Portuguese prime minister Passos Coelho is running out of time


By Fernando Barciela | News that Portugal’s major cities grounded to a halt Thursday pointed at an initial victory for labour unions, which began today a 24-hour strike against austerity measures agreed by the government in return for an international bailout. Demonstrations and rallies were also planned in 38 cities and towns across the country, including Lisbon. Six months have been enough for prime minister Pedro Passos Coelho to become the most unpopular politician in Portugal in recent decades.

The hostility generated by his policies is so great that every week that passes makes it more difficult for him to go outside. During the ‘Queijo da Serra’ fair, in a border town with Spain, he was met by several thousand angry people who could not stop throwing insults. In Matosinhos, in northern Portugal, after having been called ‘aldrabao’ (liar), a woman tried to hit him.

Portugal is a country that never had much unemployment. The jobless figures in October 2008 were at 7.8%, in line with the eurozone average, but reached 12.3% last May only to spike in just eight months to 14.8% in January, the highest rate ever. 10,000 companies closed last year, and 6,200 did in 2010.

But to qualify Passos Coelho de ‘aldrabao’ is an exaggeration. The current prime minister presented the voters with the only gift that was available, austerity, and a large majority of Portuguese took it. Passos, who replaced Socialist Jose Socrates, the one who had refused to call the rescue, had no choice but to accept European aid, a package of €78 billion euros that the PSP (Portuguese Socialist Party) would end up supporting in the ‘Assembleia da República’.

How does one explain then that, in the latest polls, seven out of ten Portuguese reject his policies? The prime minister urged them so insistently, before and after being in office, that the only solution to the crisis was austerity that most believed in it as a sort of magic solution. But the results, at least for now, remain to be seen. Or they are clearly catastrophic, as the pessimists complain. Even though with Passos the deficit has fallen from 9.1% in 2010 to 5.6% in 2011, after growing in 2010, GDP fell by 1.3% all in a single quarter, the fourth, bringing the country into 2012 with a drop of 2.7%. This year, the prospects are worse. Brussels talks about a contraction of 3% and Citigroup forecasts say 5.5%.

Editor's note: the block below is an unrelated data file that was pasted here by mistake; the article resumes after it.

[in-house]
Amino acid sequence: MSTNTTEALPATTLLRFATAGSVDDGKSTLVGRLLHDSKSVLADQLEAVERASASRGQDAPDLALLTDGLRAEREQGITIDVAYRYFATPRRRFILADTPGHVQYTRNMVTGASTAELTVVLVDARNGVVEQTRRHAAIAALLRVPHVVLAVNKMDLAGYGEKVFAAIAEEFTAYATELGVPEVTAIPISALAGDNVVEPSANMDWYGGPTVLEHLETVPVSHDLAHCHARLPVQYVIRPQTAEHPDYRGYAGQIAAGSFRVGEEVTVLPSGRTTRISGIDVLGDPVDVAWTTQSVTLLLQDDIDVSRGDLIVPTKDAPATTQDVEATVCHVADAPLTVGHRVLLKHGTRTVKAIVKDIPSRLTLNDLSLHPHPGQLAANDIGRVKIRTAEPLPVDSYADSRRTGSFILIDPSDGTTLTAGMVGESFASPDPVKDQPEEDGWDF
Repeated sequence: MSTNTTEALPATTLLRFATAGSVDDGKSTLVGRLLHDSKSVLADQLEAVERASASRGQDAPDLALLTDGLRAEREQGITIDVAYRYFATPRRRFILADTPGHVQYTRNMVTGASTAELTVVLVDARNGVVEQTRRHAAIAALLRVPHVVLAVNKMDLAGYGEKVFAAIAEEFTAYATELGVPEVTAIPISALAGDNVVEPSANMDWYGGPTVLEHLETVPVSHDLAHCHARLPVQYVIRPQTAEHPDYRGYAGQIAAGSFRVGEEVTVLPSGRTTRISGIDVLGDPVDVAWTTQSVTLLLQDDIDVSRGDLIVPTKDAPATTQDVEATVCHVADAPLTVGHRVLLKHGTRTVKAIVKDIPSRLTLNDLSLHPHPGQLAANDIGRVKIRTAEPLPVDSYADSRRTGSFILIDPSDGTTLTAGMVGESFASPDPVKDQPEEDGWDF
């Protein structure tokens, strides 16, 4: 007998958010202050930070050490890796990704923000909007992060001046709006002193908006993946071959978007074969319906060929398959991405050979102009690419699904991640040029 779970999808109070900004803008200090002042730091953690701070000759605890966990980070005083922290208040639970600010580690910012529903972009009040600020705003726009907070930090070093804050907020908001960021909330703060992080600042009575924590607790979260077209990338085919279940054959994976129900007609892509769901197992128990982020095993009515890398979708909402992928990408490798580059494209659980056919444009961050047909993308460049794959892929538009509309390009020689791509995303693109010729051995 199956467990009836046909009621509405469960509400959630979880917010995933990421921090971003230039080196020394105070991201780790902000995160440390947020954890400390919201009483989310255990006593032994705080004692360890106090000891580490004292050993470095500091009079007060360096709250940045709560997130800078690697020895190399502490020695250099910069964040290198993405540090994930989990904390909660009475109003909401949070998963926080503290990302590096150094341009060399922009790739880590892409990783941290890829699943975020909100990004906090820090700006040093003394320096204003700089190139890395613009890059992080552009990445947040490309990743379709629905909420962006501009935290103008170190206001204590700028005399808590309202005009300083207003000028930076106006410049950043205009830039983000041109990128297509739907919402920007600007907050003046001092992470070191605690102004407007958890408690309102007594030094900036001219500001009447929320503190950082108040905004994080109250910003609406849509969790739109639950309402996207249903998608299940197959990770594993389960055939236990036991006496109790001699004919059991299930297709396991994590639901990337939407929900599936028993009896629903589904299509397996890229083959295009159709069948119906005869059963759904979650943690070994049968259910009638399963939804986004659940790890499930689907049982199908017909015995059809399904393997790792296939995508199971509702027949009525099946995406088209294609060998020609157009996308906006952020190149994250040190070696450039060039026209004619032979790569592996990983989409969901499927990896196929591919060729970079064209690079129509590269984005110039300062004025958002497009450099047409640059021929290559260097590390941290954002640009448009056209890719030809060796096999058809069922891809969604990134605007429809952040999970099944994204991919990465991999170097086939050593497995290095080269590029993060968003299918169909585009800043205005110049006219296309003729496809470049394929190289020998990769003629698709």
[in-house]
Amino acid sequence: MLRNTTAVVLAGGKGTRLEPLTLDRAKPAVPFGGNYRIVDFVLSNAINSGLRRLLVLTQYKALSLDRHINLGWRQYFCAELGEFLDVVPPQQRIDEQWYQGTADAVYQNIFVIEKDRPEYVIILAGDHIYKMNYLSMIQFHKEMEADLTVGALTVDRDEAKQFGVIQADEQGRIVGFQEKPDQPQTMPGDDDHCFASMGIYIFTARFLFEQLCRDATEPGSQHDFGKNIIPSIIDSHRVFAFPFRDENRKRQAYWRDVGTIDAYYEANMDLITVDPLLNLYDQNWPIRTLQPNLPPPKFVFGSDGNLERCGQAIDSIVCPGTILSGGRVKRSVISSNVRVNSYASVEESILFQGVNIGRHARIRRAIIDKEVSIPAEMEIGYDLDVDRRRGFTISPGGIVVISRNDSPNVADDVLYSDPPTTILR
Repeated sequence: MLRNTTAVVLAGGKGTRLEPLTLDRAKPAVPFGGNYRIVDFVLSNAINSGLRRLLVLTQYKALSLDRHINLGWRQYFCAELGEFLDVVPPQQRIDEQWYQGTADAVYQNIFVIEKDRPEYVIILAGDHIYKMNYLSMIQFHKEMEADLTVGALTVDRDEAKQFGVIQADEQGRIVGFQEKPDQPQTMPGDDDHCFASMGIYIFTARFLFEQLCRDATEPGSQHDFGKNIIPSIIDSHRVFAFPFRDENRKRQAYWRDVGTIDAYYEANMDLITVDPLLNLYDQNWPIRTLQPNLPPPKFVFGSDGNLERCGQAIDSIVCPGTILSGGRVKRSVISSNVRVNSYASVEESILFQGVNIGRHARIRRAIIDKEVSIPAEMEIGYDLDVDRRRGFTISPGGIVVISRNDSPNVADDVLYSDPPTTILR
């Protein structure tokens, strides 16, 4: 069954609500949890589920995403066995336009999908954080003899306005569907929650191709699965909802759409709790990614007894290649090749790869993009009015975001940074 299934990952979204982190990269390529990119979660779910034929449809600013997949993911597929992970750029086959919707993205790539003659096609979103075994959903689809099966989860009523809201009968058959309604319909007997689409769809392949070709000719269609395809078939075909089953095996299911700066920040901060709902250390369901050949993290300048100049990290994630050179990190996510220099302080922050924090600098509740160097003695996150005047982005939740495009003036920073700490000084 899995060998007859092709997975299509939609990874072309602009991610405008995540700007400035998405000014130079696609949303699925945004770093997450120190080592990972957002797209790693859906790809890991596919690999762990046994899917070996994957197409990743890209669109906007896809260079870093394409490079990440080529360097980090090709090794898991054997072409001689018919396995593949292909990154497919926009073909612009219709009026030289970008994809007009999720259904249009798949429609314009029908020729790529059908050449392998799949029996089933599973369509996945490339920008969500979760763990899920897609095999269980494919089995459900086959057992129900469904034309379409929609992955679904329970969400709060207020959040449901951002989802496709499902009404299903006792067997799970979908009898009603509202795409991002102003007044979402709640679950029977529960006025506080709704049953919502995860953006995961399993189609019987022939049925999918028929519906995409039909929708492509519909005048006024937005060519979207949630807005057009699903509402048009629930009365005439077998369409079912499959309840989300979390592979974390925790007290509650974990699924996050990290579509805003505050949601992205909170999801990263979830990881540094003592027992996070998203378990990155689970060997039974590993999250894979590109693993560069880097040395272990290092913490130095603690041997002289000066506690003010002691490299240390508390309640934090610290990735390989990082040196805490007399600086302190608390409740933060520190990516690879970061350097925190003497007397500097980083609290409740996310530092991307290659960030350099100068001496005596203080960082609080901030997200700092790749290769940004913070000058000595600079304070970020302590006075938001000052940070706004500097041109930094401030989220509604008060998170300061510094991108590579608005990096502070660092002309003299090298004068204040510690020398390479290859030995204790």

Public debt, which was 71.6% of GDP in 2008, rose to 91.2% in October 2010, to 110.1% in October last year and it could well exceed 120% at the end of 2012. The Portuguese are deeply unimpressed with Passos, who recently told them to ‘stop whining’, probably not the best advice.

The goal, he repeats, is to reach a 4.5% deficit this year and begin to recover in 2014, when he expects a GDP growth of 2% supported in part by exports, which in 2011 saw a resounding increase of 13.3%. His determination has been praised by the European Commission, the German chancellor Angela Merkel and the IMF, which compare his rigour to the rebellious attitude of the Greeks. But this has not been any good to placate the markets, which still require 13% yields on 10-year bonds. As Passos’ disillusioned voters, the markets seem to harbour many doubts. The Kiel Institute for the World Economy has warned that a 2% growth will not be sufficient to pay the Portuguese accumulated debt. Portugal would need to have a surplus of 10% per year to reduce its public debt to manageable levels.

As if all this was not enough, we should add that the decision of Spain’s president Mariano Rajoy to ease deficit targets from 4.4% to 5.8% felt like a bombshell in Lisbon, where he was applauded by commentators while it contributed to deteriorate a little more the position of Passos.

He is running out of room to maneuver and is rapidly losing authority. The attempts at rebellion sprout everywhere and under any pretext. On February 28, the day when members of the Troika visited Lisbon, Passos decided to break with Carnival’s tradition of giving the day off to civil servants so as to prove to the Brussels supervisors that ‘Portugal is not Germany’. While many public workers ignored him, of those who went to work, some came in to their offices fully dressed up.

About the Author

The Corner
The Corner has a team of on-the-ground reporters in capital cities ranging from New York to Beijing. Their stories are edited by the teams at the Spanish magazine Consejeros (for members of companies’ boards of directors) and at the stock market news site Consenso Del Mercado (market consensus). They have worked in economics and communication for over 25 years.

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